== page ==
As a belated tribute (of sorts) to Victoria Day, may you find interest in a variety of Victorina era literature, short and long. In the short category, there is Chit-Chat of Humor, Wit, and Anecdote (Edited by Pierce Pungent; New York: Stringer & Townsend (1857), who has written quite a bit of such work) [via mefi projects], and Conundrums New and Old (Collected by John Ray Frederick; J. Drake & Company Publishers Chicago, 1902) [via mefi projects] This publishing house also published The Art of Characturing, copyright 1941. If you prefer your antiquated humor with a twist, take a gander at bizarro version of Conundrums New and Old [via mefi projects]. In the category of longer works, behold the The Lost Novels of Victorian New Zealand [via an older mefi projects]. [more inside]
The Victorian Web is your one-stop resource for England in the Victorian era (1837-1901). The site is much too extensive to give but a flavor. It is divided into 20 categories, including Technology, Gender Matters, Economic Contexts, Authors, Political History, Theater and Popular Entertainment, Science and Genre and Technique. Here are a few examples of the articles inside: Inventions in Alice in Wonderland, The Role of the Victorian Army, Earth Yenneps: Victorian Back Slang (and a glossary of same), Algernon Charles Swinburne and the Philosophy of Androgyny, Hermaphrodeity, and Victorian Sexual Mores, Evolution, progress and natural laws and, of course, Queen Victoria.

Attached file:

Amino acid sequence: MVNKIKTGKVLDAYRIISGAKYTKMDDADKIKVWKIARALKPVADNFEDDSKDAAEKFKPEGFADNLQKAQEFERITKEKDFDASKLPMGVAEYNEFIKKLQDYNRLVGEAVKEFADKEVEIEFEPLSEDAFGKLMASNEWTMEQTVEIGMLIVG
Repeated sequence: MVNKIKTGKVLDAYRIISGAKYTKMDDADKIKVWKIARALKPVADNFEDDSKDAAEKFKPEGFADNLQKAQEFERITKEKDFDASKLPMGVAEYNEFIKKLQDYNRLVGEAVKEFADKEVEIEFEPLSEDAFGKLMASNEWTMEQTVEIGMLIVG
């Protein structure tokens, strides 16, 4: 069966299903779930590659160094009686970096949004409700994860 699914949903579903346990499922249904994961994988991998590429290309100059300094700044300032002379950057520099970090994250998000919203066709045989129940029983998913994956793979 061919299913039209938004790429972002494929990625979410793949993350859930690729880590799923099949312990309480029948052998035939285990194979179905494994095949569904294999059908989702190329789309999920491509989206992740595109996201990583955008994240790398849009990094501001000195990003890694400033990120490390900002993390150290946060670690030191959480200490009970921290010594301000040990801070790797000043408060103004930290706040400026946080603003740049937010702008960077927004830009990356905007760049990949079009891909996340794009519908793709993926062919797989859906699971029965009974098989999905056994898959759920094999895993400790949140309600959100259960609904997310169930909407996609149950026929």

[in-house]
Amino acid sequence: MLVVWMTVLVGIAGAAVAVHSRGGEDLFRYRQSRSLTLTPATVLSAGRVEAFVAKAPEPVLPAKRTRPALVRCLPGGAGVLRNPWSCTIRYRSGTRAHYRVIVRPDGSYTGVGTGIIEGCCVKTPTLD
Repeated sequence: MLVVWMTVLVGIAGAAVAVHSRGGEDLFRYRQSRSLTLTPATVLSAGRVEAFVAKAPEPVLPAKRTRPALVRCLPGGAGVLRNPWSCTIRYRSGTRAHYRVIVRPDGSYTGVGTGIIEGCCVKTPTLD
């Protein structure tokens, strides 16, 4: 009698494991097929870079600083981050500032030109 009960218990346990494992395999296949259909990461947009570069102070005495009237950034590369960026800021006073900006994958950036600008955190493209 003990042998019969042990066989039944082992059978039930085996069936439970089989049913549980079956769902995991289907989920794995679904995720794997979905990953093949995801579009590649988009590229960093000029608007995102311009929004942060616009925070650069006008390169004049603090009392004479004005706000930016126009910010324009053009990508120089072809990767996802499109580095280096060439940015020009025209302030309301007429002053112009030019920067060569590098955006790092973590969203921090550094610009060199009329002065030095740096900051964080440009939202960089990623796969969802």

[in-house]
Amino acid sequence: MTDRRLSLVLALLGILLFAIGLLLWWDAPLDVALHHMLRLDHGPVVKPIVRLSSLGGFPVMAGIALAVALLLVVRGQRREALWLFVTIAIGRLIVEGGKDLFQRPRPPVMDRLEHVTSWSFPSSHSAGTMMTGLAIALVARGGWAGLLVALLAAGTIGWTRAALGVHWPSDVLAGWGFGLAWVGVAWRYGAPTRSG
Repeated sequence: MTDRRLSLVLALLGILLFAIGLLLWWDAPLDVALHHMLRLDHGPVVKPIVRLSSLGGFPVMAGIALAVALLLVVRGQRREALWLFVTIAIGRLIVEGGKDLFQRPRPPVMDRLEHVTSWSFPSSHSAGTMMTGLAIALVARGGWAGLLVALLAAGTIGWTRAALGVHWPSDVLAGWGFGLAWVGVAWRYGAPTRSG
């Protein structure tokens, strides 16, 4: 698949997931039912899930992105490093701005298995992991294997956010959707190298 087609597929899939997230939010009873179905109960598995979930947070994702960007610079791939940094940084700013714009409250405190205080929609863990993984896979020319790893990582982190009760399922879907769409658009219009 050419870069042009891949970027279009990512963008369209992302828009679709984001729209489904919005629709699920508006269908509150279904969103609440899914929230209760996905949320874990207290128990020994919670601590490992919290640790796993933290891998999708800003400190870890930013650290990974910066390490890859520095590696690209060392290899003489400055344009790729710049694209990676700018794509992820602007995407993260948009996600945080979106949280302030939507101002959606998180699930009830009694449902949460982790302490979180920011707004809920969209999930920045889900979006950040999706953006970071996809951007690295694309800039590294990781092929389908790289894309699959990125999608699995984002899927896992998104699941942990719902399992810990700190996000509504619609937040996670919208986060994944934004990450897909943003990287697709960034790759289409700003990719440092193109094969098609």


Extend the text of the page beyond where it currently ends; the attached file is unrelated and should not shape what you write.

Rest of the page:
Louis Wain became one of the most famous British illustrators of the late Victorian and Edwardian era after trying to cheer up his wife Emily by drawing portraits of their pet cat, Peter. In addition to publishing a popular children's book about kittens, he was a founder of the U.K's National Cat Club who was instrumental in promoting the Cat Fancy movement, which encouraged Britons of all classes to view cats as lovable pets instead of household pests. Unfortunately, after Wain's wife Emily died of breast cancer, Wain gradually went mad due to psychosis and late onset schizophrenia, ending up in London's notorious Bethlehem Hospital (the etymological origin for the word bedlam). While at Bedlam, Wain continued to draw, but his cat portraits transformed into pure geometric abstraction and psychedelic fractals, but some see harbingers of madness in cryptically titled works, such as Early Indian Irish and The Fire of the Mind Agitates the Atmosphere. For more insight on Wain, check out this 1896 interview and this short film dramatizing the progression of Wain's schizophrenia through his art.